Mark Kenny and David Wroe ‘Defence alliance to anger China.’ The Age. Melbourne: The Age Company,July 9, 2014, 7.
 Paul McGeough. ‘Hillary Clinton criticises Australia for two-timing America with China.’ The Sydney Morning Herald. Sydney: Fairfax Media, June 27, 2014.
 ‘You are either with us or against us.’ CNN.com. November 6, 2001.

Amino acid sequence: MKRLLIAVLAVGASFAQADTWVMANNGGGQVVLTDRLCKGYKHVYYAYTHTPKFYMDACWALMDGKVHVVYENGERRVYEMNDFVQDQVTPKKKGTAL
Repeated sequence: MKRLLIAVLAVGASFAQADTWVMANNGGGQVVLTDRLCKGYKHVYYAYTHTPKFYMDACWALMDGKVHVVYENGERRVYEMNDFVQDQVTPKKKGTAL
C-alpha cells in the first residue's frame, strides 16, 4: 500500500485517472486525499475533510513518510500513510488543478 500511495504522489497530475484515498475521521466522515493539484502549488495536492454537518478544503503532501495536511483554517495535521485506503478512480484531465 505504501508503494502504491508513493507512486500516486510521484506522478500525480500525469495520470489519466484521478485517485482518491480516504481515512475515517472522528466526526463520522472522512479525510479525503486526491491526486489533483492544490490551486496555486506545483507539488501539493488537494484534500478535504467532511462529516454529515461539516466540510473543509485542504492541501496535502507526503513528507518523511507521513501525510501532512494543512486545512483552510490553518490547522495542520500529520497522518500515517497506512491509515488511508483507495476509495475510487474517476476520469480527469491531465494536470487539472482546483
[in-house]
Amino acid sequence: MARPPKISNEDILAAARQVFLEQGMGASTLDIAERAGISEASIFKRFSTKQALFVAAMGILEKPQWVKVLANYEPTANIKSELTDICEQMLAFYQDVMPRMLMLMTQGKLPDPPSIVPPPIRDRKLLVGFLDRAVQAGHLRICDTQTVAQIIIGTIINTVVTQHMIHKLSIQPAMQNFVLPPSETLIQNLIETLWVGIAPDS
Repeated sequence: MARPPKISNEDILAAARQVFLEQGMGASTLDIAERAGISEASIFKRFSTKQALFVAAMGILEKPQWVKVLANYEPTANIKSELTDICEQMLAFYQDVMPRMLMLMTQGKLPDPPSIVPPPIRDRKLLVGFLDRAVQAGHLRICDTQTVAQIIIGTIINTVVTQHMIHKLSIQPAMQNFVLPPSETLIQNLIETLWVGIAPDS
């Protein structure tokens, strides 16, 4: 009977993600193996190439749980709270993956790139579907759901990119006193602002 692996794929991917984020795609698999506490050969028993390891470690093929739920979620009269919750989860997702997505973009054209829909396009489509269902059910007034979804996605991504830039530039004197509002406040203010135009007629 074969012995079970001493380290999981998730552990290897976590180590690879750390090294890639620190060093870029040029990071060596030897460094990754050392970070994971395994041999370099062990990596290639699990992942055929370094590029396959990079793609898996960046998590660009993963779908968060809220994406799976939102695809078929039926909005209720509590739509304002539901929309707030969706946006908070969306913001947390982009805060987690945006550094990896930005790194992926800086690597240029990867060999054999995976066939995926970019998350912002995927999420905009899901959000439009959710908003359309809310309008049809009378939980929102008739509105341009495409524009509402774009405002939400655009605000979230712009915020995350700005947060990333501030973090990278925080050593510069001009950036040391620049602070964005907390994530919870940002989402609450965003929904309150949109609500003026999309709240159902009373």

Michael Wesley. ‘The Elephant in the Room. Australia India Relations. The Monthly. February, 2012.
 Manu Joseph. ‘Setting a High Bar for Poverty in India.’ The New York Times. July 9, 2014.
 James Lamont and James Fontanell-Khan. ‘India: Writing on the wall.’ Financial Times. March 21, 2011.
 Martin Jacques. When China Rules the World. The end of the Western World and the birth of a new global order. England: Penguin Books, 2012, 448.
This article was first posted on Geo-Strategic Orbit and has been reproduced with permission.